Anyone who came up with a program that could provide 3D prototyping that merged 2D CAD drafted pattern pieces and output from a body scanner, like the ones manufactured by TC2 in North Carolina would corner the small business designer and tailoring market. The process of pattern design depends upon cycling back and forth between fitting and pattern adjustment. 3D prototyping would cut down on the fitting time tremendously. Optitex’s 3DCreator product is a good example of software that does this well. However, Optitex is priced for large garment manufacturing and designing firms. And the price point is not the only problem with products like Optitex. It is hard for small business’s to even get a call back from their sales reps. This will probably get worse with Optitex since it has just been bought out by EFI.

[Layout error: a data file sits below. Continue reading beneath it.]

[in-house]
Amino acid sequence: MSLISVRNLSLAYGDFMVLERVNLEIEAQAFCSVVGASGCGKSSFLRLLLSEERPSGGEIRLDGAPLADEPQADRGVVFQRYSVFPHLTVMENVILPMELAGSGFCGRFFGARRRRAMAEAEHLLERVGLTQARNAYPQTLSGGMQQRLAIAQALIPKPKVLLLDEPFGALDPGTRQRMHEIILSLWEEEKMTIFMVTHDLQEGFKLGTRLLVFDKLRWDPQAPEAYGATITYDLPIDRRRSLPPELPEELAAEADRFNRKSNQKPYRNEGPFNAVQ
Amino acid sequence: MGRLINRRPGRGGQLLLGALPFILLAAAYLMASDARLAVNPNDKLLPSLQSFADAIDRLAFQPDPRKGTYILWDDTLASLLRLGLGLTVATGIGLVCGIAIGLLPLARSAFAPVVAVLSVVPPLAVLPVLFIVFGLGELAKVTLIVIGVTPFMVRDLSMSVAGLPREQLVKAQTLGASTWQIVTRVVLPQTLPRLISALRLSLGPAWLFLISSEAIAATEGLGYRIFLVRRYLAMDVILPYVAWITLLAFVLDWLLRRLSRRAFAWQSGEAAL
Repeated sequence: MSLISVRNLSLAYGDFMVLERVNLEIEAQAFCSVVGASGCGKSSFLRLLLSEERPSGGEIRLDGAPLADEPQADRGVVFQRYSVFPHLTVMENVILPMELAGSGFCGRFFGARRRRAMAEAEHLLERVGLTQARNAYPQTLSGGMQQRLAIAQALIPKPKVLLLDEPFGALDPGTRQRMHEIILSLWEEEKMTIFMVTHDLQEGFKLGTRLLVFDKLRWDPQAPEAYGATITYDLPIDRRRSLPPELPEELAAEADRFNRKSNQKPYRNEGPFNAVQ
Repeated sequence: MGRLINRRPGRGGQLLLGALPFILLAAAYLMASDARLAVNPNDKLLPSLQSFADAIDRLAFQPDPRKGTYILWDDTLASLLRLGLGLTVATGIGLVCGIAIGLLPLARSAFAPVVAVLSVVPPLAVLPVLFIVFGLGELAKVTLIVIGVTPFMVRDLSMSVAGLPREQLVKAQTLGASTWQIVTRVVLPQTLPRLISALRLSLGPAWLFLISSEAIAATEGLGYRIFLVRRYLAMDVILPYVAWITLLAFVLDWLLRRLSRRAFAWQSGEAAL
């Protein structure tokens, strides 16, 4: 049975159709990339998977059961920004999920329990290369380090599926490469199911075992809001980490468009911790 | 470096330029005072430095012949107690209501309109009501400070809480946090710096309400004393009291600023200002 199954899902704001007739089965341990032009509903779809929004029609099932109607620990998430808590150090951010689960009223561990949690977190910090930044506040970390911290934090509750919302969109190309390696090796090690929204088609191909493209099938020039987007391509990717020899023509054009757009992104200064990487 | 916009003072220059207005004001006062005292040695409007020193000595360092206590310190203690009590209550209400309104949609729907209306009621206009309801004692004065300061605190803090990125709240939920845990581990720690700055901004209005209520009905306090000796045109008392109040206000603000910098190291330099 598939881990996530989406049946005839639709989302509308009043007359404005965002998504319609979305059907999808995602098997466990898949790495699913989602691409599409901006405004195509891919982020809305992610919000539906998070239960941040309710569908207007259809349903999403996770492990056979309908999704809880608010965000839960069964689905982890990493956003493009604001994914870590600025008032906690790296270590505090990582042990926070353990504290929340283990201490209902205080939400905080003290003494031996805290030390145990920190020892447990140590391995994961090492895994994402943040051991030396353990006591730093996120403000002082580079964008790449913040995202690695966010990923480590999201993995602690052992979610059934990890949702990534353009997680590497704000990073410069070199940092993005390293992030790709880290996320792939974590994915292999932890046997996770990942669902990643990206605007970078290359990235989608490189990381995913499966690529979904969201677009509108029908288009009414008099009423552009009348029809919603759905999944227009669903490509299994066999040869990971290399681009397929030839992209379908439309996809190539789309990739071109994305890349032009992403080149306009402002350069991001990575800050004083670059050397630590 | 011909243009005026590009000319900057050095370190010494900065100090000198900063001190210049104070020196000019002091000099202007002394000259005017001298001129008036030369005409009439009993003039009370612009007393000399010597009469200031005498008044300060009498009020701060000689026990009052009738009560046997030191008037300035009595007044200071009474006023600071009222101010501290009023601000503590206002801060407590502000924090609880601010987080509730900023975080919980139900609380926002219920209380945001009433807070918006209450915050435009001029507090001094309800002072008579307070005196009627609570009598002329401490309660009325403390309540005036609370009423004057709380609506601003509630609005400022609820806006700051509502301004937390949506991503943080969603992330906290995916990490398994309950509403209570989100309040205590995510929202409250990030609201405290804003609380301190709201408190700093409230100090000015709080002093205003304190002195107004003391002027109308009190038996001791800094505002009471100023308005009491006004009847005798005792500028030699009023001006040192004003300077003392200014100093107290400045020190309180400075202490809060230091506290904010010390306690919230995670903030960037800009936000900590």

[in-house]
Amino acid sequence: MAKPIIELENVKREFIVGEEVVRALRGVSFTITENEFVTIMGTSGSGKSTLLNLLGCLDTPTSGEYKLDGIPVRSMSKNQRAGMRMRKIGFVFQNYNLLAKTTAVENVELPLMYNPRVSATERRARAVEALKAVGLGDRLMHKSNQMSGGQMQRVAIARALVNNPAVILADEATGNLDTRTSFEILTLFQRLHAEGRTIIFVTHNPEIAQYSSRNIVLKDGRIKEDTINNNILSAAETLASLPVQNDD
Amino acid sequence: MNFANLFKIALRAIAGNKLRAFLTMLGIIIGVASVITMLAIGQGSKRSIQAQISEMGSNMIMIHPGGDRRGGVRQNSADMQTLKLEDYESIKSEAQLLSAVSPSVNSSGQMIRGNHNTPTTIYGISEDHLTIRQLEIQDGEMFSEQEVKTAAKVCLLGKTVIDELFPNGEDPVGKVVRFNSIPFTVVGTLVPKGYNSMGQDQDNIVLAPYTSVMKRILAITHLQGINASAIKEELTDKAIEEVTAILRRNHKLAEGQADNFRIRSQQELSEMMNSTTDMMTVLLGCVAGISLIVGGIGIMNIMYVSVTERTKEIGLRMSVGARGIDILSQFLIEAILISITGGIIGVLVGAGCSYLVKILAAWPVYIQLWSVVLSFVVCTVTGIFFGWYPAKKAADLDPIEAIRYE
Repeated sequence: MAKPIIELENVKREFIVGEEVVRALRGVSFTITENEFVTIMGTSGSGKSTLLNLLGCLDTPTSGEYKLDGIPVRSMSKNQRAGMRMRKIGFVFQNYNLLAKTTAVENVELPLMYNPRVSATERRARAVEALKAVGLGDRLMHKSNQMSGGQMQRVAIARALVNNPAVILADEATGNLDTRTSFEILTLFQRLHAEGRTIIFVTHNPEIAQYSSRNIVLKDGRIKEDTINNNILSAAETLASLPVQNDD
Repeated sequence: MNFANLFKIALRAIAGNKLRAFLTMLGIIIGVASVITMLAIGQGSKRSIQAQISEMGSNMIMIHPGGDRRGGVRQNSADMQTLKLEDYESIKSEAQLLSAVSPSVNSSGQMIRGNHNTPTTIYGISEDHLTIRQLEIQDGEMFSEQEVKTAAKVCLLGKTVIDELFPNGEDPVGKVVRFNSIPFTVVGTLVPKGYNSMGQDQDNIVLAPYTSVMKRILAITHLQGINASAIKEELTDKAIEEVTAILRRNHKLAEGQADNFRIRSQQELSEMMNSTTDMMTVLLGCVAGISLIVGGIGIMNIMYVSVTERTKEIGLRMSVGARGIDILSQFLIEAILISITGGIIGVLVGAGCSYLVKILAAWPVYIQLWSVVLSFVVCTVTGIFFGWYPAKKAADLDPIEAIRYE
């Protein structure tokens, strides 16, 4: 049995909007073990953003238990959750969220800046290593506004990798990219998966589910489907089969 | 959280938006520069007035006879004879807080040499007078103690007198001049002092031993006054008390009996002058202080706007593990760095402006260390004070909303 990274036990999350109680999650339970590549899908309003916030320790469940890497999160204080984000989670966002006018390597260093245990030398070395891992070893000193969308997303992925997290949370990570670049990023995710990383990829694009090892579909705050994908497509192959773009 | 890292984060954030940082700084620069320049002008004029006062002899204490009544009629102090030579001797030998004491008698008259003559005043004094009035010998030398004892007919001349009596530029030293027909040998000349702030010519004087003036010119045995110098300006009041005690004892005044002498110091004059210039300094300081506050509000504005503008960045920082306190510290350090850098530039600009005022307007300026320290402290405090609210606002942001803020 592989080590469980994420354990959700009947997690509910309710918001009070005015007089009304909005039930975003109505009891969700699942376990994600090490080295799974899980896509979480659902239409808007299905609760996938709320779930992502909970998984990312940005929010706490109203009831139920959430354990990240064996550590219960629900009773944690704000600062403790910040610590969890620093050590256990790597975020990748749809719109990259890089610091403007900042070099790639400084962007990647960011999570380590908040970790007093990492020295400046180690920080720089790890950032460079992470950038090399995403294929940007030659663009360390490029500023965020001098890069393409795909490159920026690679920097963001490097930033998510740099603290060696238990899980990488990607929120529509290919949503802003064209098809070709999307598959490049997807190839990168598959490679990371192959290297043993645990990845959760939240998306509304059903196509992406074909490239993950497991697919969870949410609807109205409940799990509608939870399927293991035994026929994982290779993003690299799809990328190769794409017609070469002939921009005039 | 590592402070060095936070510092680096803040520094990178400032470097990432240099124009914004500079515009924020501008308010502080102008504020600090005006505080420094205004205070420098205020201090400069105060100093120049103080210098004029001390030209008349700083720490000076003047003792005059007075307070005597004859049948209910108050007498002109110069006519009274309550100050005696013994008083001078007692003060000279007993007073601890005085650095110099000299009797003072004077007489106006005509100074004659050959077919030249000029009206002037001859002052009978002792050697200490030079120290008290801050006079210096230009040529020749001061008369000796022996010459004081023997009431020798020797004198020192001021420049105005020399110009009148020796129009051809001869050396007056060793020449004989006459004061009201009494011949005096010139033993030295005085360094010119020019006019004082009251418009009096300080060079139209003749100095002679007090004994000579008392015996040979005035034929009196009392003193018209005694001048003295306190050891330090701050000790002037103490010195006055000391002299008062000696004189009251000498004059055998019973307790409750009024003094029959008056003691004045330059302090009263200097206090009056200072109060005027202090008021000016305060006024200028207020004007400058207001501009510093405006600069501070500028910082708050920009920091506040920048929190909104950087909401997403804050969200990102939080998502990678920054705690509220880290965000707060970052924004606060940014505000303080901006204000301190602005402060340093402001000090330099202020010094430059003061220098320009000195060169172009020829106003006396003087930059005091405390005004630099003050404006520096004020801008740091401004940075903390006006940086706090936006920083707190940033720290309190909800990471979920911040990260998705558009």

In summary, I believe 3D prototyping technology represents a huge opportunity for the return of small custom design and custom tailoring businesses. But there is not a 3D prototyping product comparable to the 2D CAD packages for small business’s produced by companies like Wild Ginger and Telestia.

I completely agree that the people that need the ability to test fit the most are the small business owners. However, the 3D prototyping process is purely for design conceptualization, not fit. No one, including the very expensive Optitex, can do that. 3D simulations are too forgiving to ever be able to fit precisely from them. I had a TC2 scanner (purchased it in 2005 for $50k). The output was a huge data cloud that would give you a precise model. I can draft perfect patterns using 2D CAD and traditional techniques using those measurements. The problem isn’t with the model or pattern, it’s with the simulations. You can’t judge fit in 3D. It’s only good for drape and style.

I didn’t know that Optitex had been bought out. We’ll see what happens with that. Clo3D has tried to compete with Optitex, but I think they fall very short on that account.